I respect the honesty of Huffington Post contributor Noah Michelson when he writes: "But in my fantasies, we're not gunning for gay acceptance - especially not if the only way we're granted it is by "behaving ourselves" and struggling to fit into a heteronormative mold (which, as far as I can tell, hasn't really benefited heterosexual people very well, either). Instead, I want us to be pushing for queer liberation, which to me, has always meant that when it comes to sex and love, we all get to do whatever we want with whomever we want with whomever we want as we're not hurting anyone (unless of course, that person/those people are asking for us to hurt them)." He, at least, recognizes that the redefinition of marriage means much more that the mere recognition of "same-sex marriage."
Conkin and Michelson started from horrific first principles, but were at least honest about where their first principles led, and were willing to take those consequences of their first principles to their logical end.
Others of their ilk set arbitrary limits on their principles based on discomfort as to their logical conclusion (or political expediency), For example, individuals who support gay marriage often refuse to support the marriage of sterilized incestuous couples, even though there is no logical argument to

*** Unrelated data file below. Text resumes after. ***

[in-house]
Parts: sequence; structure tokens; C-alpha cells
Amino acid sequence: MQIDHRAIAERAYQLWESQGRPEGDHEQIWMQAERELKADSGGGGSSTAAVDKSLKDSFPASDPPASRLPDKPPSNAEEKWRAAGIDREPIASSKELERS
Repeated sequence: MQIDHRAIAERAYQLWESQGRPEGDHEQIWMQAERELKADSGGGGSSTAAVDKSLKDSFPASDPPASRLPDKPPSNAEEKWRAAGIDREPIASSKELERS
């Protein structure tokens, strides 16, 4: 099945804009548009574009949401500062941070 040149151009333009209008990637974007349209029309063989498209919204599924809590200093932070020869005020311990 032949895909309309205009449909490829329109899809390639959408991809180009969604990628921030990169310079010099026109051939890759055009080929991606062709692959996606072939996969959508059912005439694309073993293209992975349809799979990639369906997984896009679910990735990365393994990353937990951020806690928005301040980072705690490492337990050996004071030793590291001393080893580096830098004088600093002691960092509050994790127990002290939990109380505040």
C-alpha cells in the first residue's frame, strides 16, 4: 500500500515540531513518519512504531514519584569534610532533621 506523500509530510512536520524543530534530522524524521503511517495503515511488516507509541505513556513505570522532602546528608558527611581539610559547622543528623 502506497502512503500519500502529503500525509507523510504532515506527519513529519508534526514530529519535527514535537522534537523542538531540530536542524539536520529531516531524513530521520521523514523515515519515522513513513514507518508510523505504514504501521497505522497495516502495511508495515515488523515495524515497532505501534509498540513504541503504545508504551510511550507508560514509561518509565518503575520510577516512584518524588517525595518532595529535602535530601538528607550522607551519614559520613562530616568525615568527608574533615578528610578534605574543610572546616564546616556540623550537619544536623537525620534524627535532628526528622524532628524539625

For this same reason, I loathe the hypocrisy of Dan Savage, who screams against hatred and bullying yet stokes it at every turn with his rhetoric. I loathe the behavior of those who claim to be Christian, yet who divorce, remarry, and live a life unworthy of Christianity. I loathe the dishonesty of my own life, when I preach mercy or dignity yet fail to practice those virtues. (And it happens often.)  
But honesty lacking in charity is cold, harsh, bitter, and angry. Calumny is sinful, but detraction (the ruining of another’s good name by revealing something evil about the person, even if true) is also sinful.
One virtue, taken alone and  removed from other virtues, becomes a snare. As Catholics, we must embody ALL the virtues, not just one.

Sunday, September 2, 2012

Catholicism in the Public Square